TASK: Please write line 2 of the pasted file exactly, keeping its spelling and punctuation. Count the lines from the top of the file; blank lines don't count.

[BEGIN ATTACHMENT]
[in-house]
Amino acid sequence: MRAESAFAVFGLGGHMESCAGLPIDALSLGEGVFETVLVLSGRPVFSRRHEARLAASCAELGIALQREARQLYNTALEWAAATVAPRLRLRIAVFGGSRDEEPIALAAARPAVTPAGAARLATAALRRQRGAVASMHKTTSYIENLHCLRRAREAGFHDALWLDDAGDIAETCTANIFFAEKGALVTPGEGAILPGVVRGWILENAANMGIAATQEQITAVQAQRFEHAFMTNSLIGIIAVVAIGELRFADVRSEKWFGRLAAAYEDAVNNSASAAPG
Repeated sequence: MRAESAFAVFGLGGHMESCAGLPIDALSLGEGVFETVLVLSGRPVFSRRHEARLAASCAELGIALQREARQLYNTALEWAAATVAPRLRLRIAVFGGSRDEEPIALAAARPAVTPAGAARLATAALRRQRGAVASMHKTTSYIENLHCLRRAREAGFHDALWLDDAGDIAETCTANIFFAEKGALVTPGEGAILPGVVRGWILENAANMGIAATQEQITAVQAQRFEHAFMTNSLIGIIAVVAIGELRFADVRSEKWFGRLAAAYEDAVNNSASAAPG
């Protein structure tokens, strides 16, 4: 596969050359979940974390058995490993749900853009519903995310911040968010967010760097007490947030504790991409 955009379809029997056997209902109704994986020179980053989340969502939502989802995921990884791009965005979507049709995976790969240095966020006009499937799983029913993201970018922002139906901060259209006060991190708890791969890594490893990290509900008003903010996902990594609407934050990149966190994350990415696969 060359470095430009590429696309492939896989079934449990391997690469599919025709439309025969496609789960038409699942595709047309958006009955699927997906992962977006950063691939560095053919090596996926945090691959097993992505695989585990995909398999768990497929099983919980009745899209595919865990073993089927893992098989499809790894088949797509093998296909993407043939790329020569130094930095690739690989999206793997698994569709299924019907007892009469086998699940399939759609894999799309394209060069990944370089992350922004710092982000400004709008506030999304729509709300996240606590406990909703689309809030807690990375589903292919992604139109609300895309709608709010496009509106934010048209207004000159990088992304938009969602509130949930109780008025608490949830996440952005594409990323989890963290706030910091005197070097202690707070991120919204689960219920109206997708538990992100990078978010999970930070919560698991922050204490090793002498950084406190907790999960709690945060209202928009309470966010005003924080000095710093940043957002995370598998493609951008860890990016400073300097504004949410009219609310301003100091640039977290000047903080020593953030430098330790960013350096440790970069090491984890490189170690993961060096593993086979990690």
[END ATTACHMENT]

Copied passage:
Amino acid sequence: MRAESAFAVFGLGGHMESCAGLPIDALSLGEGVFETVLVLSGRPVFSRRHEARLAASCAELGIALQREARQLYNTALEWAAATVAPRLRLRIAVFGGSRDEEPIALAAARPAVTPAGAARLATAALRRQRGAVASMHKTTSYIENLHCLRRAREAGFHDALWLDDAGDIAETCTANIFFAEKGALVTPGEGAILPGVVRGWILENAANMGIAATQEQITAVQAQRFEHAFMTNSLIGIIAVVAIGELRFADVRSEKWFGRLAAAYEDAVNNSASAAPG